November 8, 2019
One of the truisms in Nature is that habitat patches in all types of systems – terrestrial, aquatic, marine – vary in size, whether it is host plants for plant-eating insects, prairie remnants for grassland birds, coral reefs for marine fish, or ponds for aquatic insects. In all these systems both average population size and number of species tend to increase with patch size. This relationship is partly attributable to reduced extinction rates in larger patches, higher passive colonization rates as a result of larger “targets,” and possibly increased cue intensity resulting in easier detection. When considering habitat selection, however, organisms may conceivably display active preferences for patches of different size. Thus, patch size could function as another component of patch quality, along with factors like predation risk and resource level. Previous studies of aquatic insects by Dr. William Resetarits, Professor of Biology and Henry L. and Grace Doherty Chair in Freshwater Biology Research have shown a strong, consistent pattern (increasing diversity with patch area) that may arise from a variety of processes, requiring an experimental approach to disentangle the ecological drivers.
Resetarits and his students, working at the University of Mississippi Field Station, recently manipulated both patch quality (fish presence/absence) and patch size, and found that, in contrast to expectations of no preference or overall preference for large patches, insect species showed strong and highly variable active preferences for patch size. Most insect species avoided fish, but differentially colonized fishless patches of different size, resulting in different colonist species composition and relative abundance across the size gradient. The combination of environmental factors (climate, resources, competitors, predators and parasites) that describe where a species can survive is referred to as its ecological niche. Thus, for colonizing aquatic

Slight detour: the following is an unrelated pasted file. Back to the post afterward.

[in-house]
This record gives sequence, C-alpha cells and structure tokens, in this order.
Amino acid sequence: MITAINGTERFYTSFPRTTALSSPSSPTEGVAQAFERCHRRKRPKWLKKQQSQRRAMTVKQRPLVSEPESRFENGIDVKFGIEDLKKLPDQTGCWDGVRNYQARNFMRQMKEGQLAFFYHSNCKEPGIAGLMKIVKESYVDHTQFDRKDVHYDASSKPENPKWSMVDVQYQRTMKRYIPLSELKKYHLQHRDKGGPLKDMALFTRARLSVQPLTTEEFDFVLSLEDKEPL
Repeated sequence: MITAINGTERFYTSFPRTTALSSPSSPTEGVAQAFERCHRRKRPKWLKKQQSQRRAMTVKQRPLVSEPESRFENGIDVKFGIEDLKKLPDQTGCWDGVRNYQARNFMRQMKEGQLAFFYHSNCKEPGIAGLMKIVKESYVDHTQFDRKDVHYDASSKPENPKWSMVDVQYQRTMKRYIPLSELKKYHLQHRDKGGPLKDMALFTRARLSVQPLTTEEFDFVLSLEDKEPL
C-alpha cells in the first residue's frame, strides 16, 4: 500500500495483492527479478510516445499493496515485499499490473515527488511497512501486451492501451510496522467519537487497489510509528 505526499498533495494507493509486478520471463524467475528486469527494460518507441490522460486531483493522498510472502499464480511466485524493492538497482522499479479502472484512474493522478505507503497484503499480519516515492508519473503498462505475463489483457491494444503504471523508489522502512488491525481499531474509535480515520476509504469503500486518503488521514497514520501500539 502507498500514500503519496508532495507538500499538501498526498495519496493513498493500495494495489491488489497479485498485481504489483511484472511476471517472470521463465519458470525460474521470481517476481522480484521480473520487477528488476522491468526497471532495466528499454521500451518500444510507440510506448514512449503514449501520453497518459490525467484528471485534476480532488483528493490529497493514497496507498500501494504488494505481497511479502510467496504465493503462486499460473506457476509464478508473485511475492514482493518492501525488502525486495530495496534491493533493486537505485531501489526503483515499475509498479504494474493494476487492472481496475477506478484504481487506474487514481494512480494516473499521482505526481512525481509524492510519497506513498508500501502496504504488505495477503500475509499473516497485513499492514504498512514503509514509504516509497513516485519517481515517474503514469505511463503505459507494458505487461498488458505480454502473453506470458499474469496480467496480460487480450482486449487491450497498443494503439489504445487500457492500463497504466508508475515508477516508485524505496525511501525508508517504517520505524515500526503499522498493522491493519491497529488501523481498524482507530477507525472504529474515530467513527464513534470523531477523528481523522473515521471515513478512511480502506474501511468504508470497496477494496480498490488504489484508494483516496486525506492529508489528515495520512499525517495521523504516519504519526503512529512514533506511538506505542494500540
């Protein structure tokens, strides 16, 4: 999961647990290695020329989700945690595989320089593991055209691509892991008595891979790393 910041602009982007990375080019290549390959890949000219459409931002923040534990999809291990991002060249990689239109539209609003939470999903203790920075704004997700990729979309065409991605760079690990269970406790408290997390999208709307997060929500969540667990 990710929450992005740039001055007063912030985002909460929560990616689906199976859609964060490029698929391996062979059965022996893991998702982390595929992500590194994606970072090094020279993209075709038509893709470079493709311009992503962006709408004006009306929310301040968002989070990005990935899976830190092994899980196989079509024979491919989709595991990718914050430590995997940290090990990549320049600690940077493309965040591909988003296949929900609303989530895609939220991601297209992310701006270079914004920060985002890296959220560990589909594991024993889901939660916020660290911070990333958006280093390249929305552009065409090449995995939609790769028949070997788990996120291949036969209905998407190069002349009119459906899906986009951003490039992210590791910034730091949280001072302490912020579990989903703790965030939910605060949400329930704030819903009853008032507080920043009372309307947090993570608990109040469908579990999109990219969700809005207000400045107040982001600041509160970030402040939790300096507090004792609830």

insects, patch size functions as a niche dimension that generates spatial segregation and reduces the potential for intense species interactions (both competition and predation) within the insect assemblage. Establishing patch size as a niche dimension changes how we view the role of patch size variation in supporting conservation of local and regional diversity, as well as the importance of preserving patch size variation as a driver of diversity. This important discovery was recently published in the peer-reviewed scientific journal The American Naturalist.